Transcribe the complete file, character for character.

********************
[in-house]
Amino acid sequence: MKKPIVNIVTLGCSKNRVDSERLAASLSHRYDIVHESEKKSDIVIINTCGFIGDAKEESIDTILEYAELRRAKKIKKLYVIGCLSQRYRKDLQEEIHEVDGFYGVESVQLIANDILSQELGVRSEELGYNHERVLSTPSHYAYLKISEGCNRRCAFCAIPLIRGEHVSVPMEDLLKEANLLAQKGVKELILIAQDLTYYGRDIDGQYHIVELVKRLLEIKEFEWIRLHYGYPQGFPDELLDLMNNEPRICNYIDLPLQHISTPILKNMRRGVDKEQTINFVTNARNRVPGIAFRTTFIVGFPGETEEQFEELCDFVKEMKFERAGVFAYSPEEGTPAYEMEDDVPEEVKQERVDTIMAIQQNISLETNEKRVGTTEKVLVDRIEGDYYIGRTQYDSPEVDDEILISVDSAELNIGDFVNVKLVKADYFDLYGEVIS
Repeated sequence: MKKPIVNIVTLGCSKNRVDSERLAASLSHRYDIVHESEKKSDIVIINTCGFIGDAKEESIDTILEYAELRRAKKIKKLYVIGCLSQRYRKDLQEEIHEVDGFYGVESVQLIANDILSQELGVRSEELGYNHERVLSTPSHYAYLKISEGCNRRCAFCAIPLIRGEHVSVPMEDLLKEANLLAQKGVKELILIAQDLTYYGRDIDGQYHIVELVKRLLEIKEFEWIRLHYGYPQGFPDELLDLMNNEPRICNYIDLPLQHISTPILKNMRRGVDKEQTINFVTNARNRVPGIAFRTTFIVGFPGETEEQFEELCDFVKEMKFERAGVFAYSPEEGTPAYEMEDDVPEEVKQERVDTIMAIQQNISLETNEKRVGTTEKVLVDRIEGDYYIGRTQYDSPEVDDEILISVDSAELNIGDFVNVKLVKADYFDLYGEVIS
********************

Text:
[in-house]
Amino acid sequence: MKKPIVNIVTLGCSKNRVDSERLAASLSHRYDIVHESEKKSDIVIINTCGFIGDAKEESIDTILEYAELRRAKKIKKLYVIGCLSQRYRKDLQEEIHEVDGFYGVESVQLIANDILSQELGVRSEELGYNHERVLSTPSHYAYLKISEGCNRRCAFCAIPLIRGEHVSVPMEDLLKEANLLAQKGVKELILIAQDLTYYGRDIDGQYHIVELVKRLLEIKEFEWIRLHYGYPQGFPDELLDLMNNEPRICNYIDLPLQHISTPILKNMRRGVDKEQTINFVTNARNRVPGIAFRTTFIVGFPGETEEQFEELCDFVKEMKFERAGVFAYSPEEGTPAYEMEDDVPEEVKQERVDTIMAIQQNISLETNEKRVGTTEKVLVDRIEGDYYIGRTQYDSPEVDDEILISVDSAELNIGDFVNVKLVKADYFDLYGEVIS
Repeated sequence: MKKPIVNIVTLGCSKNRVDSERLAASLSHRYDIVHESEKKSDIVIINTCGFIGDAKEESIDTILEYAELRRAKKIKKLYVIGCLSQRYRKDLQEEIHEVDGFYGVESVQLIANDILSQELGVRSEELGYNHERVLSTPSHYAYLKISEGCNRRCAFCAIPLIRGEHVSVPMEDLLKEANLLAQKGVKELILIAQDLTYYGRDIDGQYHIVELVKRLLEIKEFEWIRLHYGYPQGFPDELLDLMNNEPRICNYIDLPLQHISTPILKNMRRGVDKEQTINFVTNARNRVPGIAFRTTFIVGFPGETEEQFEELCDFVKEMKFERAGVFAYSPEEGTPAYEMEDDVPEEVKQERVDTIMAIQQNISLETNEKRVGTTEKVLVDRIEGDYYIGRTQYDSPEVDDEILISVDSAELNIGDFVNVKLVKADYFDLYGEVIS